'The private sector should provide affordable and secure second pensions.'
(source: 'Partnership in Pensions' Green Paper December 1998)
Under current legislation, you are able to start enjoying the benefits of a pension from the age of 55, unless you are in a job where you have special permissions from HM Revenue and Customs to draw the benefits of a pension earlier than this such as Armed Forces personnel.
There are a number of different options available when you come to draw your pension. They include: -
When buying an annuity, the following are examples of the types of pension income that can be provided -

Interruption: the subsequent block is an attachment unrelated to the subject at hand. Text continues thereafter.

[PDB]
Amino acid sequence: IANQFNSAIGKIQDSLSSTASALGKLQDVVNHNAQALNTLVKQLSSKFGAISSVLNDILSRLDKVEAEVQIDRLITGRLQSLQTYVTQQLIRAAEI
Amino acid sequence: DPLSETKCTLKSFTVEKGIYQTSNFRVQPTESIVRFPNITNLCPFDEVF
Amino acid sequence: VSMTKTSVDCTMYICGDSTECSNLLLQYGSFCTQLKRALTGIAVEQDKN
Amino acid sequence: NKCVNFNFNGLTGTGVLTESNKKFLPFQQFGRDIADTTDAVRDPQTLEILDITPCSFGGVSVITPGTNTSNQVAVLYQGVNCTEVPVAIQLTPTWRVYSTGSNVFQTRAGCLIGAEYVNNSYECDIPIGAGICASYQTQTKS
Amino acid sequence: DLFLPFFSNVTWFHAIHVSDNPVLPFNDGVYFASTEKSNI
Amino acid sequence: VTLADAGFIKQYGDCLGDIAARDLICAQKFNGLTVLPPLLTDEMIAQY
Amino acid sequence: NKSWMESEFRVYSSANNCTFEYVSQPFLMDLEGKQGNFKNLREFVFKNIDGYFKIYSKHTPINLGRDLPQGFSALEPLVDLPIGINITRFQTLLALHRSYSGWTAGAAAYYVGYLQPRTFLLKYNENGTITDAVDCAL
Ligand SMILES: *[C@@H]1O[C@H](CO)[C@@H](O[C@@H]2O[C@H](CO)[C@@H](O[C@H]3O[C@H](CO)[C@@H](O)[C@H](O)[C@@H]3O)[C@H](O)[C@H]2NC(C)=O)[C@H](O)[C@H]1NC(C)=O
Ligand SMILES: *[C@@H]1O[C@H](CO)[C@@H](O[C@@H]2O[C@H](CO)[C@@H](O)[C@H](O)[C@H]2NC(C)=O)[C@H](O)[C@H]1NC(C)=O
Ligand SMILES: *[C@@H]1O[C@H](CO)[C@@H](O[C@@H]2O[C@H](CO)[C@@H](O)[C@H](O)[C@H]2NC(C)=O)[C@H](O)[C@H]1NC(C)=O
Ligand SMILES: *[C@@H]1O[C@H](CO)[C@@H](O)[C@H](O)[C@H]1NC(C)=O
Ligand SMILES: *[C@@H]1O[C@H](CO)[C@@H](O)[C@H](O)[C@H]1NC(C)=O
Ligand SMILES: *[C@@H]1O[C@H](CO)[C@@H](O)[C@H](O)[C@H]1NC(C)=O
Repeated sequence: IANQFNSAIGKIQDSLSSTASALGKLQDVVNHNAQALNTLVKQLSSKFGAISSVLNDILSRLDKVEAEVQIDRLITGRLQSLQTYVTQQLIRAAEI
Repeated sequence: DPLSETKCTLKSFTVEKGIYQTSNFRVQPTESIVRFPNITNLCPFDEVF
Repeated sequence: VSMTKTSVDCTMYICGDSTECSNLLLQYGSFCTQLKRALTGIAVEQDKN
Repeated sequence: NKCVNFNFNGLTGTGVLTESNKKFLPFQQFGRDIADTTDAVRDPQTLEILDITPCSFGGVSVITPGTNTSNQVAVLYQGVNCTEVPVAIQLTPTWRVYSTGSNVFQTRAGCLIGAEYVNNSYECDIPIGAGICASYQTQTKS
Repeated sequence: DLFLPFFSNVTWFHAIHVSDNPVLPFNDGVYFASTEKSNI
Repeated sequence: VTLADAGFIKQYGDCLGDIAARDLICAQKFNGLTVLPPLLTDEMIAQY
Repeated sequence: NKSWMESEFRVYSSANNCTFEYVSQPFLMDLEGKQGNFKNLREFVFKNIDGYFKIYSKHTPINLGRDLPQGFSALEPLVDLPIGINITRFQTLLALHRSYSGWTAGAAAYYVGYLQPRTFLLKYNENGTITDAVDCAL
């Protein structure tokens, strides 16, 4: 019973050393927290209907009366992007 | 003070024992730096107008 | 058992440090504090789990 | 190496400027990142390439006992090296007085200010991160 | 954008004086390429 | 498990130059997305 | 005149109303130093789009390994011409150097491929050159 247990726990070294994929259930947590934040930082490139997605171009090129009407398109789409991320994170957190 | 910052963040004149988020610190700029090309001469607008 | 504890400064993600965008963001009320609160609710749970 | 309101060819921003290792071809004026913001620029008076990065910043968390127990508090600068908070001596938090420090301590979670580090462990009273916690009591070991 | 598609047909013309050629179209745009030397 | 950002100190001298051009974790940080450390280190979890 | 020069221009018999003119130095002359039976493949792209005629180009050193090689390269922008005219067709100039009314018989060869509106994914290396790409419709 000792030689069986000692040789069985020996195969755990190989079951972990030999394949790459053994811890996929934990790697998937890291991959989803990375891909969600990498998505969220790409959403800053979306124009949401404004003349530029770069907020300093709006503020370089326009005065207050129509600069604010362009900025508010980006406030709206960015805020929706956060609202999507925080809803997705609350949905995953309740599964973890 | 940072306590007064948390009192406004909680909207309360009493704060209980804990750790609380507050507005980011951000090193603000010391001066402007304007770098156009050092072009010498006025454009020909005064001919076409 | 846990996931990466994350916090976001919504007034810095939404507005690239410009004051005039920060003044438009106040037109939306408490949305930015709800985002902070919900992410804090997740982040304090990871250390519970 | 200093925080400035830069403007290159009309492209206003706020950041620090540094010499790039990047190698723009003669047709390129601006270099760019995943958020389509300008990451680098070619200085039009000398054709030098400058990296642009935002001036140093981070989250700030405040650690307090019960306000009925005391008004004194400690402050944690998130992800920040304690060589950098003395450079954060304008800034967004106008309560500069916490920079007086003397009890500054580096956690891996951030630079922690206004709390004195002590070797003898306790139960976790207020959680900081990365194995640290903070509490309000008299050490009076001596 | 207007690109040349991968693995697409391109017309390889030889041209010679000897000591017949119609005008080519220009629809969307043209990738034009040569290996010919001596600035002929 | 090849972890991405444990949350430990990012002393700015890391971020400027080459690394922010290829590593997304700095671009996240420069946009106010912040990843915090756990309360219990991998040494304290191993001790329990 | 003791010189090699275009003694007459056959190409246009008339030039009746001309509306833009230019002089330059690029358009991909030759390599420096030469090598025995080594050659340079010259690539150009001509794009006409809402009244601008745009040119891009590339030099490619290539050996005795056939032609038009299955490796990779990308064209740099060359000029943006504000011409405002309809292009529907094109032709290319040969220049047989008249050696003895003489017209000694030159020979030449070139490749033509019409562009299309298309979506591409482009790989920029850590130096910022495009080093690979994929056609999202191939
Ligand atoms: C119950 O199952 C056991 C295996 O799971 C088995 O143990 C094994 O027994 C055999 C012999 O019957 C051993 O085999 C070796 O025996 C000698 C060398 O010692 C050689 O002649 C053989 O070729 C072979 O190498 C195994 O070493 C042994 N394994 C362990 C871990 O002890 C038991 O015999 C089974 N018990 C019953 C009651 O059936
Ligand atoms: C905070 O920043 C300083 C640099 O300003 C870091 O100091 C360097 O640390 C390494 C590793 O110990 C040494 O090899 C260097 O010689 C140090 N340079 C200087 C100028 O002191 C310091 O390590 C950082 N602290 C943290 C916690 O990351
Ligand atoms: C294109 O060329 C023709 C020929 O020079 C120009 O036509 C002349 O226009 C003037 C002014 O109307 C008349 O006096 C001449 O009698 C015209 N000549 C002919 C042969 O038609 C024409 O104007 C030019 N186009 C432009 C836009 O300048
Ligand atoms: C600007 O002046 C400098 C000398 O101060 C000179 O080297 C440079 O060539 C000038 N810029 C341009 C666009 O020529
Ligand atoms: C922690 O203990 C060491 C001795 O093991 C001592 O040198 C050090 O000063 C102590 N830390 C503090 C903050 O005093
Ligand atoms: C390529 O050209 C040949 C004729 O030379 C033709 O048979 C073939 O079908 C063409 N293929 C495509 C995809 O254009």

When considering 'unsecured income', the following are points are very important to bear in mind -
Since April 2006, there have been significant changes in the way that people can to start to enjoy the benefits of their accumulated pension fund.
You should start investigating your retirement options at least 3 months before you are due to retire so that you have enough time to consider the pro's an con's of all of the different options available to you before making your final decision. If you would like some help, please contact us.
If you would like to look further into investing into a Personal Pension plan, you can contact us at firstname.lastname@example.org or call us on 0800 197 8888 between 9am and 5pm Monday to Friday when we will be happy to discuss your requirements further.
We are able to offer a full independent financial advice service and recommend appropriate solutions to your needs that will take account of your personal financial circumstances.